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Ubisoft explains the continuously high price of digital games on console

2 min read

No ubi on steam

It’s months after game launch and you decide to go pick up that game you missed out on. After checking prices online and at your favorite retail outlet there is a marked difference in price. Why are digital versions of games so much more expensive even months after launch? Well, Ubisoft has a reason, but it’s not a good one.

During their financial call, Yves Guillemot explained:

Digital is more reactive than what we put in stores, but at the same time, it doesn’t react as fast on consoles than it does on PC. What we can say is that when games are older than one year, digital is a lot more dynamic on console because there are less units in stores. It’s a new business, a new trend, and we think all this will get more in line with time, but for sure, at the moment you see all sorts of prices depending on who is doing a promotion for that specific week.

If you look at the PC [post-release discount] trend, I think you will see that on consoles, but you will have to wait a little bit of time for that to happen with the same speed.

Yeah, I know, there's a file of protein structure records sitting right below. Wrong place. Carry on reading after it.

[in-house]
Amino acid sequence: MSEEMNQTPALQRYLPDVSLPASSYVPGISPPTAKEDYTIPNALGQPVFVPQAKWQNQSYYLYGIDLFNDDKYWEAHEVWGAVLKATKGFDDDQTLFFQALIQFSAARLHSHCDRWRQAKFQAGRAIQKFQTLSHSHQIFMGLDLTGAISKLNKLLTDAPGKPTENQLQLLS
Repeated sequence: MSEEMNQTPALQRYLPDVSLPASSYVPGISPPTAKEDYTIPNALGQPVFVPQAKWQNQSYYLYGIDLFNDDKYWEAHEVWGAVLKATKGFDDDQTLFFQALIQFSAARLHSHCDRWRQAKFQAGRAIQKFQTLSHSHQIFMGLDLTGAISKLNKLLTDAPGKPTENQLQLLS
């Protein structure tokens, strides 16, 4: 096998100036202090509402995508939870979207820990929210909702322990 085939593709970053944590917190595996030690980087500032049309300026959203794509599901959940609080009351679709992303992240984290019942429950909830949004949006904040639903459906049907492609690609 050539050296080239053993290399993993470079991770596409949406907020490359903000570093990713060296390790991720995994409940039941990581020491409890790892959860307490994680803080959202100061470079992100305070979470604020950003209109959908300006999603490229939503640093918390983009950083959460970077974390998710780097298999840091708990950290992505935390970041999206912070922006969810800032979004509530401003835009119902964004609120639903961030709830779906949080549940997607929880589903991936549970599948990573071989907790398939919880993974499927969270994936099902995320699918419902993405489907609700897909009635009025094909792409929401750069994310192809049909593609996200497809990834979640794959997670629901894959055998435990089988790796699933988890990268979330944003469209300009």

[…] Also, one thing to consider is related to stocks; if we have stock in stores, we tend to make sure we decrease the quantity of units in stores before going digital with lower prices.

It doesn’t make sense to me why PC versions of games can get marked down so quickly and easily while the console versions of the same game take forever to go on sale. Nintendo does the same and it drives me crazy – if I don’t pick up a game at launch, I expect the price to be lower when I eventually grab it. Instead, I have to wait for the stock to go stale on retail shelves so that they mark it down.

I wonder if pressure from gamers will force publishers to reduce digital prices faster, or if this is all done on purpose. If they alienate retail by dropping digital prices faster than brick and mortar stores can move their physical stock, there is going to be a whole lot of drama. I suppose publishers would rather keep the retail giants happy and gamers confused than deal with the fallout of undercutting the retail market.

Last Updated: July 10, 2015

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